Keywords: normal distribution |  multivariate normal |  marginal |  conditional |  priors |  correlation |  covariance |  kernel |  posterior |  posterior predictive |  gaussian process |  regression |  Download Notebook


%matplotlib inline
import numpy as np
import scipy as sp
import matplotlib as mpl
import as cm
import matplotlib.pyplot as plt
import pandas as pd
pd.set_option('display.width', 500)
pd.set_option('display.max_columns', 100)
pd.set_option('display.notebook_repr_html', True)
import seaborn as sns
import pymc3 as pm

A quick primer on gaussian multivariate gaussians

Another way of looking at these is provided in Murphy Chapter 4:

Modeling correlation

We have seen from the oceanic tools example that we can model a geographical correlation from our 10 societies as setting intercept parameters for each society. Lets see this play out in a more general form here. Consider a regression problem where you have some $x$ and $y$ values, and want to predict the y at some new x. There is no assumption of a straight line fit here: our fits may be as complicated as we desire: lets call the underlying function $f$.

There is a general expectation of continuity as you move from one adjacent point to another. That is, in the absence of significant noise, two adjacent points ought to have fairly similar $f$ values. This assumption is captured by assuming there is some correlation length in the problem, as represented by the exponential kernel below.

A small correlation length means that we do not expect points further than this small length to be correlated. A large one means that the functions are smooth and not-wiggly over large distances, possibly encompassing many points.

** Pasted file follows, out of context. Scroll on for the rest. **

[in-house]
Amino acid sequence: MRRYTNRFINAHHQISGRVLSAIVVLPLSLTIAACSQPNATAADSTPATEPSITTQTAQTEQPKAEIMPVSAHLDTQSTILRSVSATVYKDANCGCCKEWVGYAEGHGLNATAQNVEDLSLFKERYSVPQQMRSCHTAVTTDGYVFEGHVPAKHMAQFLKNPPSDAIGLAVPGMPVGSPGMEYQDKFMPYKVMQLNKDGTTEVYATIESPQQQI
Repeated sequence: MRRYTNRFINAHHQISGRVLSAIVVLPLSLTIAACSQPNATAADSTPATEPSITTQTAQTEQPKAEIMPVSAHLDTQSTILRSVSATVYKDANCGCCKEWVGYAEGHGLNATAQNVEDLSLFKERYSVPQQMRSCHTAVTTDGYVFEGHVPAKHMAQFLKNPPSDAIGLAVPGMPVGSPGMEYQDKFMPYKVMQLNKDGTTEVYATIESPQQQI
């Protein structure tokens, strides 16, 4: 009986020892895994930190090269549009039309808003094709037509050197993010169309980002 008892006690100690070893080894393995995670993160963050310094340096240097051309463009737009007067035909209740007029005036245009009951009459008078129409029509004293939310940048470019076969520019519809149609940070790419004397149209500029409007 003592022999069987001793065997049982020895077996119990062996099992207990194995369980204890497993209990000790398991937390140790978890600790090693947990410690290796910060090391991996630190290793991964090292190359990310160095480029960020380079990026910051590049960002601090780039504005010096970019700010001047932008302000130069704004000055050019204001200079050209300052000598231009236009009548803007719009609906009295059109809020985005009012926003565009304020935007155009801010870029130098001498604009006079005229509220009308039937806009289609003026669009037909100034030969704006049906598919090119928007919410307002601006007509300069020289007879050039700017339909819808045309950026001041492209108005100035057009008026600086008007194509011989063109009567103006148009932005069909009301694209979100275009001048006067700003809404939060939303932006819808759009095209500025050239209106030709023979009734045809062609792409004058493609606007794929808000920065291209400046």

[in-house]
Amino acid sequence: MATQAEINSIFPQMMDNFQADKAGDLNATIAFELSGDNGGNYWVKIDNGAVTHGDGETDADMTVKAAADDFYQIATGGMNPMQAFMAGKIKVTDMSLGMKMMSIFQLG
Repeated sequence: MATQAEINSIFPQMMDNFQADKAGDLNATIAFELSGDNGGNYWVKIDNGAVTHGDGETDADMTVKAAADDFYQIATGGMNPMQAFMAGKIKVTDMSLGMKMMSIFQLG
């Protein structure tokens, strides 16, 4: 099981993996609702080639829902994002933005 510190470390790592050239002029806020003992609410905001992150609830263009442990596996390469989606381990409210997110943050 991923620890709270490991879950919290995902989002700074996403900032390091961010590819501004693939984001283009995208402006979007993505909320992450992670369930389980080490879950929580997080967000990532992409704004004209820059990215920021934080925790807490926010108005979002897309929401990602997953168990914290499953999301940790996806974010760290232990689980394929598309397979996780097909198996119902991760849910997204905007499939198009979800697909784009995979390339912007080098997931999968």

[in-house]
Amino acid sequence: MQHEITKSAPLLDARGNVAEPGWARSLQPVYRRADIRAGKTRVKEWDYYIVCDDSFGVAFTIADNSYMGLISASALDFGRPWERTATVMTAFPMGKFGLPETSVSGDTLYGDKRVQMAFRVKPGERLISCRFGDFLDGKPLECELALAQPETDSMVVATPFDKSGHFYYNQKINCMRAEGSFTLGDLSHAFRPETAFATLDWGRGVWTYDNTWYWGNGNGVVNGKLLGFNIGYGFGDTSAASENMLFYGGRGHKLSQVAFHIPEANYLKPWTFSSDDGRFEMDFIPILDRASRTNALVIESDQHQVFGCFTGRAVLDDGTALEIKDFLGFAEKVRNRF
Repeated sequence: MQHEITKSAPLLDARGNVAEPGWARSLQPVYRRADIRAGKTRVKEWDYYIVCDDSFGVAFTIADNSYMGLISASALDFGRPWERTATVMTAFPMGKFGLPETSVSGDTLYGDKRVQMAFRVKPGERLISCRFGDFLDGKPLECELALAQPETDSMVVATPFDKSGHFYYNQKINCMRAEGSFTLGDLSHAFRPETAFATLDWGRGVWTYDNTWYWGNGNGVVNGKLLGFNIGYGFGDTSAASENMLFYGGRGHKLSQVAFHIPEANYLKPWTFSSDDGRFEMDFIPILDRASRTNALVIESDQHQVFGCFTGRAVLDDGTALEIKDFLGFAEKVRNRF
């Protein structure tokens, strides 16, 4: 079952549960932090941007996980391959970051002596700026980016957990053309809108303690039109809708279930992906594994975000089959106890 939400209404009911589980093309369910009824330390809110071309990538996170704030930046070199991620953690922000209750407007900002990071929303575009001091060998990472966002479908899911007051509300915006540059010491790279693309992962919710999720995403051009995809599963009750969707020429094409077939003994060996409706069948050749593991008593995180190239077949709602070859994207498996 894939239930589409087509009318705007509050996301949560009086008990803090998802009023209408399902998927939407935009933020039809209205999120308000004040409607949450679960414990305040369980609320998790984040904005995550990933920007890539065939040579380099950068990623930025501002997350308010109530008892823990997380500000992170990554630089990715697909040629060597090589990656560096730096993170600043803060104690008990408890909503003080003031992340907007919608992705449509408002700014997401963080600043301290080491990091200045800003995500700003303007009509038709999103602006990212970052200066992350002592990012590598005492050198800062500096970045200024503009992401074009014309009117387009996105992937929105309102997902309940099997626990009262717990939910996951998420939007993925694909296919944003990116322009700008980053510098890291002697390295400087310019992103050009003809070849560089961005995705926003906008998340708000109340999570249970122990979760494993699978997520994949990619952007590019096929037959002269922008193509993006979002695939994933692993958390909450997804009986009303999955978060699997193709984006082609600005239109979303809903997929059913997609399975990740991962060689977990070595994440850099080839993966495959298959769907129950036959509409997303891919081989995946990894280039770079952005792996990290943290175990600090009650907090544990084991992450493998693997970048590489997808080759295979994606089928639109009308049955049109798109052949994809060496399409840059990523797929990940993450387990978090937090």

def exp_kernel(x1,x2, params):
    return amplitude * amplitude*np.exp(-((x1-x2)**2) / (2.0*scale))

Having captured this notion via a kernel, we can construct a covariance matrix between points ${x_1}$ and ${x_2}$ using this kernel pointwise

covariance = lambda kernel, x1, x2, params: \
    np.array([[kernel(xi1, xi2, params) for xi1 in x1] for xi2 in x2])

Now let us assume that we use this covariance matrix to produce draws from a 0-mean, NxN covariance matrix given multivariate-gaussian. This will give us N-draws from the gaussian, which we can plot. We do so below for different correlation lengths. Notice we have added a small nose term.

l = [7.0, 2.0, 50.0]
a = 1.0
nsamps = 50
xx = np.linspace(0,20,nsamps)
for ell, p in zip(l,[1,2,3]):
    sigma = covariance(exp_kernel,xx,xx, [a,ell]) + np.eye(nsamps)*1e-06

    for i in range(10):
        samples = np.random.multivariate_normal(np.zeros(nsamps), sigma)
        plt.plot(xx, samples)
    plt.annotate("l = {}".format(ell), xy=(17,-3), fontsize=14)


Notice how, the greater the correlation length, the smoother the curve.

What have we done? We have not seen any data yet, but based on the notion that we expect the function representing our data to have some level of continuity, we have decided to consider different functions that might represent our data, as having come from MVNs with a covariance matrix based on the correlation length.

The diagram below illustrates this idea. The red curve represents one of these functions from the calculation above. We have 3 red data points, so it would be seem to be one of the curves consistent with the data.

The little axis diagram illustrates that because of the way we are generating our curves before we select some of them, we can consider the curve as a point in a multi-dimensional space, a draw from a multivariate gaussian with as many points as points on the curve. You might protest that this is then an infinite MVN, and you would be right, but lets ignore that for now and imagine its finite. (We’ll come back to the infinite case soon).

Now, as is typical in regression we consider the data to have been generated IID from some regression function $f(x)$ (like $w \cdot x$ in simple linear regression) with some noise $\sigma^2$ at each point. This is illustrated below by the 3 gaussians. Then the data itself can be thought of as generated from a univariate normal with $f(x)$ as the mean.

Lets zoom into curves corresponding to $l=7$. Again we have added a small noise term. All the theory holds without the noise term, but adding the noise term shows us the most general structure.